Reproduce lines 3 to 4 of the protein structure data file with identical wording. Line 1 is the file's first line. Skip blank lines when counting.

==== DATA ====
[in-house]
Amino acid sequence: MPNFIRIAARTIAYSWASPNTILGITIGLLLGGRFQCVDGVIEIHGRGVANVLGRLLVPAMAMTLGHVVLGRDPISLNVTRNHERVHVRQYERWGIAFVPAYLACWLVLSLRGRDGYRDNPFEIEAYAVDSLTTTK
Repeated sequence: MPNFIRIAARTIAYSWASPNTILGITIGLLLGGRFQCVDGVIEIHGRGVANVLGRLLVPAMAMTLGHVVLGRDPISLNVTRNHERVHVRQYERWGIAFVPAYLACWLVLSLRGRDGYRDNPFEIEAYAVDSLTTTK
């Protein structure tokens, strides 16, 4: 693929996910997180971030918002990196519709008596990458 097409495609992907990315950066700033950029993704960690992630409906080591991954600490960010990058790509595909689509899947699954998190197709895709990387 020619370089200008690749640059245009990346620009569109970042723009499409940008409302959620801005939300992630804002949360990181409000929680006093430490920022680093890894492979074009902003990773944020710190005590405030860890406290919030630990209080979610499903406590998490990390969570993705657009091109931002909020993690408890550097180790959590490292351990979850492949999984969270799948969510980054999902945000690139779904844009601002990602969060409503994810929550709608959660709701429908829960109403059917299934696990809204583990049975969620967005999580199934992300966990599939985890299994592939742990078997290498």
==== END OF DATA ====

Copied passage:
Repeated sequence: MPNFIRIAARTIAYSWASPNTILGITIGLLLGGRFQCVDGVIEIHGRGVANVLGRLLVPAMAMTLGHVVLGRDPISLNVTRNHERVHVRQYERWGIAFVPAYLACWLVLSLRGRDGYRDNPFEIEAYAVDSLTTTK
């Protein structure tokens, strides 16, 4: 693929996910997180971030918002990196519709008596990458 097409495609992907990315950066700033950029993704960690992630409906080591991954600490960010990058790509595909689509899947699954998190197709895709990387 020619370089200008690749640059245009990346620009569109970042723009499409940008409302959620801005939300992630804002949360990181409000929680006093430490920022680093890894492979074009902003990773944020710190005590405030860890406290919030630990209080979610499903406590998490990390969570993705657009091109931002909020993690408890550097180790959590490292351990979850492949999984969270799948969510980054999902945000690139779904844009601002990602969060409503994810929550709608959660709701429908829960109403059917299934696990809204583990049975969620967005999580199934992300966990599939985890299994592939742990078997290498």